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Pests

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Nematodes
Steve Gschmeissner/Science Source courtesy NPR

An image, from a scanning electron micrograph, of Heterorhabditis megidis nematode worms (colored blue). These parasitic worms harbor a bacteria that repels mosquitoes.

Pests. Is there a gardener on the planet who hasn’t had to deal with pests? This past year, both of Cooperative Extension’s demonstration and experimental sites were plagued with rabbits. Sweet little cotton-tailed bunnies, who can devastate a planting in short order. I used to think bunnies were cute, but there is nothing like seeing your experiments chewed up to change your mind. Also your garden. Some people pointed out that the damage might be from rats, but I cannot deal with that thought.

Anyway, pests can be four-legged bunnies, or six-legged insects. With insects, though, most of the damage is usually done by the hungry offspring. With grapes, there’s a leaf skeletonizer, which strips a leaf of its green tissue, until only the veins remain. You never see just one; they march across the leaf in military columns. A skeletonizer’s the brightly colored caterpillar of a drab grey moth about the size of a nickel.

If you grow tomatoes or peppers, you’ve likely seen a large green creature with a horn at one end – giving it the name “hornworm”. When I first saw a picture of a hornworm, I was convinced it was photoshopped. How could a caterpillar be over three inches long with a half-inch diameter?  However, when I saw the devastation they could wreak on a plant overnight, I understood. It takes a lot of food to get so big. When they develop into adults, they become large, attractive sphinx moths. Unfortunately, these moths are pollinators, so they’re not all bad.

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Among the best things to control any of these caterpillars is Bt, a bacterial toxin that doesn’t hurt us. Commercial products are available in nurseries and home stores.

We might love to see and hear birds, but they’re pests if you have the silly desire to harvest fruit from your fruit trees. Many birds have a tendency to poke holes in fruit as they test for ripeness. I’ve given up on grapes after the year when I saw a mockingbird ignoring the bird netting I’d put up, and devouring my beautiful Thompson seedless. Aside from bird netting, you might try hanging shiny objects in the trees. I use old CDs, so my garden looks oddly like Christmas. That’s moderately effective.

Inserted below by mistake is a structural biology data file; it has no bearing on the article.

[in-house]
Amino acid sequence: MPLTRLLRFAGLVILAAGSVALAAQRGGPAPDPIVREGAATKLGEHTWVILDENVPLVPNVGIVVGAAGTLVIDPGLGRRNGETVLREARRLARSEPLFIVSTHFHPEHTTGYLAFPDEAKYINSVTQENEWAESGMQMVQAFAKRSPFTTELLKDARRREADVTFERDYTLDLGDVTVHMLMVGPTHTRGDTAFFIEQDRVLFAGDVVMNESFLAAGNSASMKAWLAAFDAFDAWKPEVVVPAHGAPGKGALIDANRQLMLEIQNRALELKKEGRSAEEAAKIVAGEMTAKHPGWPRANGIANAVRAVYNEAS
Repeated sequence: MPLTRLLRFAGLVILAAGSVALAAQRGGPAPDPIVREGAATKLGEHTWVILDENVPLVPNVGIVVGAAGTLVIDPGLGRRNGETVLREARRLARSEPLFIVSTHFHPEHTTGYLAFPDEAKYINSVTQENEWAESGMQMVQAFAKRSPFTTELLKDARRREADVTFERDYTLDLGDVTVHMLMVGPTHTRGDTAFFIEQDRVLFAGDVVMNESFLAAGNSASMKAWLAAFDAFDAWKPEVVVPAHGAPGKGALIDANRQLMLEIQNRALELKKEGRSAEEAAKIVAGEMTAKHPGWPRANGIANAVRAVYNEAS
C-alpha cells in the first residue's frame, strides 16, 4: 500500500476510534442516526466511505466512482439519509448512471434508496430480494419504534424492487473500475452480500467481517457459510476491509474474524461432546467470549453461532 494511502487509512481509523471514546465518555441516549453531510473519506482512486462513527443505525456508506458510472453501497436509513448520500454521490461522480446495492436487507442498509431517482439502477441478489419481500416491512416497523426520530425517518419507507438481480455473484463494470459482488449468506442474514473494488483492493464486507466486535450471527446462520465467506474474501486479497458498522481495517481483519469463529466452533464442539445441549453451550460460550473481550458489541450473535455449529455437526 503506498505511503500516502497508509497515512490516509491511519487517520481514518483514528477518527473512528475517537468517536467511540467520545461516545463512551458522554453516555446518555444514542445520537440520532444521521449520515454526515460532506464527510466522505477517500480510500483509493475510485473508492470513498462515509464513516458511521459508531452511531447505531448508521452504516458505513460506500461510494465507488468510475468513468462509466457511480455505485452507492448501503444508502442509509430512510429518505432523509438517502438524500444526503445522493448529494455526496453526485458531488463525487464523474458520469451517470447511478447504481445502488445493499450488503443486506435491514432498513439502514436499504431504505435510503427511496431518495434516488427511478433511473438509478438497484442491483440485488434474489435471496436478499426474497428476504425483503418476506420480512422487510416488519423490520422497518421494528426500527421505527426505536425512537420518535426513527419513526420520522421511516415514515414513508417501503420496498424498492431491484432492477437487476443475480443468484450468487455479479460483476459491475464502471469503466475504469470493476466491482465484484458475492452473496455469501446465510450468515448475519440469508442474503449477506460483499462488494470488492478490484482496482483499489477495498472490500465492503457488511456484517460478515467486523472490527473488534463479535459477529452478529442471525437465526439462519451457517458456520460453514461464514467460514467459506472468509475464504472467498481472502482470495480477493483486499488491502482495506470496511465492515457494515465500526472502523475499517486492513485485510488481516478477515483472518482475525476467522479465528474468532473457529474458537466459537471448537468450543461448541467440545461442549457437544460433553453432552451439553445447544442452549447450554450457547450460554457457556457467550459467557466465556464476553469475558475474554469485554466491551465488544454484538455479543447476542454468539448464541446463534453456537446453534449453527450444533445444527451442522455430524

All these things are visible to the unaided eye, so at least it’s possible to pick them off or chase them away. Some things aren’t so simple, and this past year, we had big problems with a soil borne villain.

Nematodes are microscopic round worms. Actually, they’re not all microscopic; the one that attacks whales grows up to 10 feet long. I’m so glad I don’t have to deal with that.  There are so many nematodes in soil that a half cup might contain a thousand nematodes. Most of them, thank goodness, are only around to eat the dead stuff, as well as bacteria and fungi.

Not all nematodes cause problems, but those that do cause serious problems indeed. The one we most worry about is the infamous “Root Knot Nematode”. The name comes from the appearance of the roots – when you pull an infested plant out of the soil, the root system looks clubbed and swollen, as if one took all the roots and tied them together.

Sadly, tomatoes are among their favorite foods, although they will attack almost anything – even trees.

Plants that’ve been infected’ll show any number of symptoms, like wilting as the day gets warmer, or just not growing well with no obvious explanation. If you take it out of the planting bed, you’ll see those mangled roots.

The best way to deal with these scoundrels is first, look for plants that say “nematode resistant”. If your garden’s already infected, you can try growing French marigolds, solarizing the beds, or finding a product that claims to kill them. Adding compost to the soil may also help, since compost may introduce critters that can control them. Besides, compost is always a good idea.  

 

For KNPR’s Desert Bloom, this is Dr. Angela O’Callaghan of the University of Nevada Cooperative Extension.

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